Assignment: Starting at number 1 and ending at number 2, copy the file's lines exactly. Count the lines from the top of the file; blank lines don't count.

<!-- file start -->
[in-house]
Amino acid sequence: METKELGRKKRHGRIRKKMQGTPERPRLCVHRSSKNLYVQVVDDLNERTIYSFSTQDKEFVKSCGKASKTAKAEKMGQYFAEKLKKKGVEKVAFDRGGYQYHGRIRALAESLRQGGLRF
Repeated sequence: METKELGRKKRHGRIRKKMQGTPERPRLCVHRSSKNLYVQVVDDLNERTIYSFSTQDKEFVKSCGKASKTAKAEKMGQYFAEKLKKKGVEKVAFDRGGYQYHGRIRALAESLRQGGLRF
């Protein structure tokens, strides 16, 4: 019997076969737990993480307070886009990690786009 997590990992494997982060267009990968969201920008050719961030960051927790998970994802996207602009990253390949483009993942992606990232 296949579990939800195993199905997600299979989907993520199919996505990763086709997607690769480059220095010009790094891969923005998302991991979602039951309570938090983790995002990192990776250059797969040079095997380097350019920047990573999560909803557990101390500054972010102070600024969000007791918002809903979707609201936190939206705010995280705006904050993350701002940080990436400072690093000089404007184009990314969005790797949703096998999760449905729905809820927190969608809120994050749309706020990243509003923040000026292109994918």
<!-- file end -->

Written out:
[in-house]
Amino acid sequence: METKELGRKKRHGRIRKKMQGTPERPRLCVHRSSKNLYVQVVDDLNERTIYSFSTQDKEFVKSCGKASKTAKAEKMGQYFAEKLKKKGVEKVAFDRGGYQYHGRIRALAESLRQGGLRF